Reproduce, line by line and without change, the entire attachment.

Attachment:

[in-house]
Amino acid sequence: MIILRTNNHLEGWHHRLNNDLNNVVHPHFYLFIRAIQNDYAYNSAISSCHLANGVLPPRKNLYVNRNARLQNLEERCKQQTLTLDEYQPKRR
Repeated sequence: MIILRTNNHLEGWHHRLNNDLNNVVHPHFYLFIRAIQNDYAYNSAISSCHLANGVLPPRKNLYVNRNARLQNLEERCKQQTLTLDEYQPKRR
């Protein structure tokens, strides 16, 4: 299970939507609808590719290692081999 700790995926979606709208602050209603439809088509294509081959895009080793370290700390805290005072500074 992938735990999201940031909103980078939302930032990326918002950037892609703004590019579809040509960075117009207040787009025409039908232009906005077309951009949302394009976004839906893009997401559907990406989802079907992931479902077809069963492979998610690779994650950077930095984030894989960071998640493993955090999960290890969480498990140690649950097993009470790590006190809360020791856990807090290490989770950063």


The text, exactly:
[in-house]
Amino acid sequence: MIILRTNNHLEGWHHRLNNDLNNVVHPHFYLFIRAIQNDYAYNSAISSCHLANGVLPPRKNLYVNRNARLQNLEERCKQQTLTLDEYQPKRR
Repeated sequence: MIILRTNNHLEGWHHRLNNDLNNVVHPHFYLFIRAIQNDYAYNSAISSCHLANGVLPPRKNLYVNRNARLQNLEERCKQQTLTLDEYQPKRR
């Protein structure tokens, strides 16, 4: 299970939507609808590719290692081999 700790995926979606709208602050209603439809088509294509081959895009080793370290700390805290005072500074 992938735990999201940031909103980078939302930032990326918002950037892609703004590019579809040509960075117009207040787009025409039908232009906005077309951009949302394009976004839906893009997401559907990406989802079907992931479902077809069963492979998610690779994650950077930095984030894989960071998640493993955090999960290890969480498990140690649950097993009470790590006190809360020791856990807090290490989770950063």